State, city disagree over Ozone Park ooze

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By Alex Davidson

An electrical worker in Ozone Park is disputing the city transit agency’s claim that a lethal chemical started leaking down from ties on elevated subway tracks along Liberty Avenue because of rain.

And the Environmental Protection Agency said the use of creosote-treated wooden ties on the subway tracks should have been phased out despite a New York City Transit spokesman’s assertion that the agency used the substance legally during recent construction.

A six-year transit worker for the city who wished to remain anonymous said Friday in a phone interview that the dripping of the toxic preservative creosote onto cars and sidewalks below the A-line was the result of high temperatures and pressure caused by subway cars passing over wooden ties.

“It (the dripping) has nothing to do at all with water,” the worker said. “The ones (ties) that are wet have been wet for years.”

Creosote is a tar-like substance that the Environmental Protection Agency lists as a toxic pesticide. It is used to greatly extend the life of wood products.

Mark Groce, a spokesman for New York City Transit, maintained Monday that the chemical dripping from the tracks was creosote and that leaking problems began after the city was inundated with record-breaking amounts of rain in June. He said wet weather had not allowed time for the creosote to dry after wooden ties were installed during construction.

Groce said track work along the elevated subway tracks on Liberty Avenue from 89th Street to Lefferts Boulevard lasted from Jan. 11 to April 27. He said that two to three months ago New York City Transit received wood ties soaked in creosote in a series of shipments.

Residents have complained about creosote leaking onto their parked cars below the subway el. Groce said the transit agency responded by wrapping the wooden ties in burlap, a solution that has not stopped the problem.

The transit worker said people could be adversely affected by the creosote when they try to clean their cars. He said people might not be aware of the chemical’s toxicity, which is described to transit workers in lengthy information sheets.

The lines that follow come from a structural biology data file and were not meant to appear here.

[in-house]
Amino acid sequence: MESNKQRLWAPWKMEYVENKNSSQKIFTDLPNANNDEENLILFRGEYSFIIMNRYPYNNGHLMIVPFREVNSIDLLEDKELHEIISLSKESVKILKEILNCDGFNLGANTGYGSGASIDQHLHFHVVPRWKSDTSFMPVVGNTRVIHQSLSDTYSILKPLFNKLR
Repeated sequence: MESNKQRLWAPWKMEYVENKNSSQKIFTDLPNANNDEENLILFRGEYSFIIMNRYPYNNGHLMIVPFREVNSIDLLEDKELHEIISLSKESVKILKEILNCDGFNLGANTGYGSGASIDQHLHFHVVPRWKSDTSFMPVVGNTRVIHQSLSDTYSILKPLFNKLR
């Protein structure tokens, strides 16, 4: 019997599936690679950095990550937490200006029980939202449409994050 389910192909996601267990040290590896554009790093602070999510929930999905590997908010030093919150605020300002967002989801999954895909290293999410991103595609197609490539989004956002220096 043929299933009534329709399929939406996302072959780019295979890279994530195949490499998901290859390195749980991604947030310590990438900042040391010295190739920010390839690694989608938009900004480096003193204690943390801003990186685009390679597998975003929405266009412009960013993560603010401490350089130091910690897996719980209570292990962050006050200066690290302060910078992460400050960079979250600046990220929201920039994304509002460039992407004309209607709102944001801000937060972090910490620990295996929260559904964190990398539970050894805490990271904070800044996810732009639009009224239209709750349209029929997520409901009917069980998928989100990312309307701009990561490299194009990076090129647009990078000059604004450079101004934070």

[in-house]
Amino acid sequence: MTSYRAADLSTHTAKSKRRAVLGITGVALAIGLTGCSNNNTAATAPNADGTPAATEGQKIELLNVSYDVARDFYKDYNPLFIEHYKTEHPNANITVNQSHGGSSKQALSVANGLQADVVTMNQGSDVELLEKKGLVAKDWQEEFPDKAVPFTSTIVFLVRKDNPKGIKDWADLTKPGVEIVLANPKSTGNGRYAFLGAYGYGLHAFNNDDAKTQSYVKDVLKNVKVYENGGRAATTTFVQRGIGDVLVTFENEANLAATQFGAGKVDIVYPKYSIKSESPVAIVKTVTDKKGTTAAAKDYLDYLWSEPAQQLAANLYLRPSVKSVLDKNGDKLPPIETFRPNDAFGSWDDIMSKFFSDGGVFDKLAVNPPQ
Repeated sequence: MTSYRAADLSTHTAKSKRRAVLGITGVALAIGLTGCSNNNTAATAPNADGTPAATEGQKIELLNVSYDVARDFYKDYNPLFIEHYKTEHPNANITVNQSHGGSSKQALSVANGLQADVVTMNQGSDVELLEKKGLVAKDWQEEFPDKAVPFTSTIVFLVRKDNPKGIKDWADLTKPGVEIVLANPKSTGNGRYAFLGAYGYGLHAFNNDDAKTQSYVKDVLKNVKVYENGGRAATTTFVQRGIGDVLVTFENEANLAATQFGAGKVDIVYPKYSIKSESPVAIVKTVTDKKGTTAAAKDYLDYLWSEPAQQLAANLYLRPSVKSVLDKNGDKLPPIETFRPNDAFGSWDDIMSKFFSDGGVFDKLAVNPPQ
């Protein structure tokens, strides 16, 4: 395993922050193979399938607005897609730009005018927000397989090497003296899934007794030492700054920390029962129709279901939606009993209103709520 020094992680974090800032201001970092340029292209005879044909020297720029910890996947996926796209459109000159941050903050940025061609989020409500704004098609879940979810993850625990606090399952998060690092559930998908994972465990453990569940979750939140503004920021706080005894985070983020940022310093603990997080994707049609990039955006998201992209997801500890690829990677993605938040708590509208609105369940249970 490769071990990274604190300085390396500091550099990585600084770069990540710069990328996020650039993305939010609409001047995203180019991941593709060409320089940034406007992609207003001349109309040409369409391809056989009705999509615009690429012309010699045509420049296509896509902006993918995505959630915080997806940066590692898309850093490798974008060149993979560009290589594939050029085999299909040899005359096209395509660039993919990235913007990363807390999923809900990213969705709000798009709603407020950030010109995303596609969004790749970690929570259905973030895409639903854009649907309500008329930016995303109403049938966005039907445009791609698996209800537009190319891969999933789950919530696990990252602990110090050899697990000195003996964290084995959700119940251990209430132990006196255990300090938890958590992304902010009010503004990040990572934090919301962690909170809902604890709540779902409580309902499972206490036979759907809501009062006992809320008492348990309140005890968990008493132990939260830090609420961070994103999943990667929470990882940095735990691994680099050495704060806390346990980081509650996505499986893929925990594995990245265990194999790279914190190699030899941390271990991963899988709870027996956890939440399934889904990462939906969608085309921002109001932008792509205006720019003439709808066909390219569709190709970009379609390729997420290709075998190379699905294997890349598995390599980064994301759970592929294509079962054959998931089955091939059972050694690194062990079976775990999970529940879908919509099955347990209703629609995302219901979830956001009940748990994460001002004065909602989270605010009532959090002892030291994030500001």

“Creosote is more than just a nuisance on your paint job,” the transit worker said. “There’s really nothing good about it at any level.”

The worker said the amount of creosote leaking from the wooden ties, which he said are meant to last 30 to 40 years after they are installed, is also independent of the weather.

Dr. Adrian Enache, a biochemist and toxicologist for the Environmental Protection Agency’s Second Region that includes New York state, said creosote is no longer allowed to be used as a preservative because of its toxicity. He said it was unlikely that the wooden ties used by the city transit agency had been treated with creosote because of a publicized ban.

Enache said creosote on parked cars below Liberty Avenue was not an immediate threat to area residents because it is mixed with water and thus not concentrated.

When asked about Enache’s statements, Groce said unspecified people at the transit agency had assured him that using creosote on subway tracks was legal.

Ken Stoller, an EPA spokesman speaking with Enache during a conference call interview, said creosote leakage from rail tracks is a frequent occurrence.

The transit worker said there is a danger for workers handling the potentially hazardous material. He said they wear safety equipment while handling the chemical and are then told to dispose of all clothing that has come into contact with the creosote once they leave a construction site.

The worker said the only piece of clothing workers keep are their gloves, while they willingly throw out the rest of their protective gear.

“It (creosote) is at every level a hazardous material,” he said. “Within the railroad industry, there has to be an alternative.”

Reach reporter Alex Davidson by e-mail at or by phone at 718-229-0300, Ext. 156.

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